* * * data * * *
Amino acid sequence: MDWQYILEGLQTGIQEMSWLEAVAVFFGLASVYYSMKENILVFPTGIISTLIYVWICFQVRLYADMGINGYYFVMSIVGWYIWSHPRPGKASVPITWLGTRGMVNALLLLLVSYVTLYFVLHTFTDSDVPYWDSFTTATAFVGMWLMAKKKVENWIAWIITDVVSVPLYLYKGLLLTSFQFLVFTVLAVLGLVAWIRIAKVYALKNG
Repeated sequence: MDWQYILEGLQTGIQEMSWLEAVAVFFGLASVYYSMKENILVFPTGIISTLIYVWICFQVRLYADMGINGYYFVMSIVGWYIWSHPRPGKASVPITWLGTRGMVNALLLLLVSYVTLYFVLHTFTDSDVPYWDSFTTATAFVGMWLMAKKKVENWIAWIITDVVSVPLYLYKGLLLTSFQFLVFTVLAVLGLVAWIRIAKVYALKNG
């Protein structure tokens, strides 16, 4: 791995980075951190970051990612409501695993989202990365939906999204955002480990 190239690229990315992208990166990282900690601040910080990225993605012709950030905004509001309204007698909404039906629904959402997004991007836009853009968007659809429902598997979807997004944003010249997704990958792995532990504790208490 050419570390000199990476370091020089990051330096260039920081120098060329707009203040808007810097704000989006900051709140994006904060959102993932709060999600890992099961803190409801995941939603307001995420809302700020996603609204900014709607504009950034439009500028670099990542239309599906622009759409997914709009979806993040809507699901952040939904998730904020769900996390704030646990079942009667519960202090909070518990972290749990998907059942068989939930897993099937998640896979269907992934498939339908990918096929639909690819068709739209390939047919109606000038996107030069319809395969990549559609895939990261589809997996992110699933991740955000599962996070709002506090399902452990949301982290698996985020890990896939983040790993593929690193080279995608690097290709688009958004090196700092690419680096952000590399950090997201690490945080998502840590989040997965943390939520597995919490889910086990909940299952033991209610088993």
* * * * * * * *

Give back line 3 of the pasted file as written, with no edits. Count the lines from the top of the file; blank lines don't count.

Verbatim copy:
């Protein structure tokens, strides 16, 4: 791995980075951190970051990612409501695993989202990365939906999204955002480990 190239690229990315992208990166990282900690601040910080990225993605012709950030905004509001309204007698909404039906629904959402997004991007836009853009968007659809429902598997979807997004944003010249997704990958792995532990504790208490 050419570390000199990476370091020089990051330096260039920081120098060329707009203040808007810097704000989006900051709140994006904060959102993932709060999600890992099961803190409801995941939603307001995420809302700020996603609204900014709607504009950034439009500028670099990542239309599906622009759409997914709009979806993040809507699901952040939904998730904020769900996390704030646990079942009667519960202090909070518990972290749990998907059942068989939930897993099937998640896979269907992934498939339908990918096929639909690819068709739209390939047919109606000038996107030069319809395969990549559609895939990261589809997996992110699933991740955000599962996070709002506090399902452990949301982290698996985020890990896939983040790993593929690193080279995608690097290709688009958004090196700092690419680096952000590399950090997201690490945080998502840590989040997965943390939520597995919490889910086990909940299952033991209610088993």